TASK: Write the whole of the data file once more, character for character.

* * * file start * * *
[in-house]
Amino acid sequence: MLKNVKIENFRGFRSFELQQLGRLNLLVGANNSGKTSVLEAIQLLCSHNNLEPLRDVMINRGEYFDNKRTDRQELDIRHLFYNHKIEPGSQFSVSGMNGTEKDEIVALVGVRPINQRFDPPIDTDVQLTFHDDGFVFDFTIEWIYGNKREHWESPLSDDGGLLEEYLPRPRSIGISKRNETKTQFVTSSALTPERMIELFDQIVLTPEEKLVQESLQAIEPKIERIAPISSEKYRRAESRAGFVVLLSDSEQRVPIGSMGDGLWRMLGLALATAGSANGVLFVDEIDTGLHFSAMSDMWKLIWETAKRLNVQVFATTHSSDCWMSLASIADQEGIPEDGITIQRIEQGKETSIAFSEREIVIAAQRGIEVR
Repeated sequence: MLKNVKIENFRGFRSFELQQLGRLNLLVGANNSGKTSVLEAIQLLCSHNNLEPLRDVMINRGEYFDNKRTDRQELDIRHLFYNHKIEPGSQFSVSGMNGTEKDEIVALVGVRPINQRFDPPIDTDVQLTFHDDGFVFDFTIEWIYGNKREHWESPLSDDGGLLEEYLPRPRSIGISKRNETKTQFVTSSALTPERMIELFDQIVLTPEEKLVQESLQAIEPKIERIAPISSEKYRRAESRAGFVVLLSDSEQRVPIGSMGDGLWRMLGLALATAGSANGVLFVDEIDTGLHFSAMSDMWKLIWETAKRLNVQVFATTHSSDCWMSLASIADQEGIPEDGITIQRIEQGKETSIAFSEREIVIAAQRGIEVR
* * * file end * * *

[in-house]
Amino acid sequence: MLKNVKIENFRGFRSFELQQLGRLNLLVGANNSGKTSVLEAIQLLCSHNNLEPLRDVMINRGEYFDNKRTDRQELDIRHLFYNHKIEPGSQFSVSGMNGTEKDEIVALVGVRPINQRFDPPIDTDVQLTFHDDGFVFDFTIEWIYGNKREHWESPLSDDGGLLEEYLPRPRSIGISKRNETKTQFVTSSALTPERMIELFDQIVLTPEEKLVQESLQAIEPKIERIAPISSEKYRRAESRAGFVVLLSDSEQRVPIGSMGDGLWRMLGLALATAGSANGVLFVDEIDTGLHFSAMSDMWKLIWETAKRLNVQVFATTHSSDCWMSLASIADQEGIPEDGITIQRIEQGKETSIAFSEREIVIAAQRGIEVR
Repeated sequence: MLKNVKIENFRGFRSFELQQLGRLNLLVGANNSGKTSVLEAIQLLCSHNNLEPLRDVMINRGEYFDNKRTDRQELDIRHLFYNHKIEPGSQFSVSGMNGTEKDEIVALVGVRPINQRFDPPIDTDVQLTFHDDGFVFDFTIEWIYGNKREHWESPLSDDGGLLEEYLPRPRSIGISKRNETKTQFVTSSALTPERMIELFDQIVLTPEEKLVQESLQAIEPKIERIAPISSEKYRRAESRAGFVVLLSDSEQRVPIGSMGDGLWRMLGLALATAGSANGVLFVDEIDTGLHFSAMSDMWKLIWETAKRLNVQVFATTHSSDCWMSLASIADQEGIPEDGITIQRIEQGKETSIAFSEREIVIAAQRGIEVR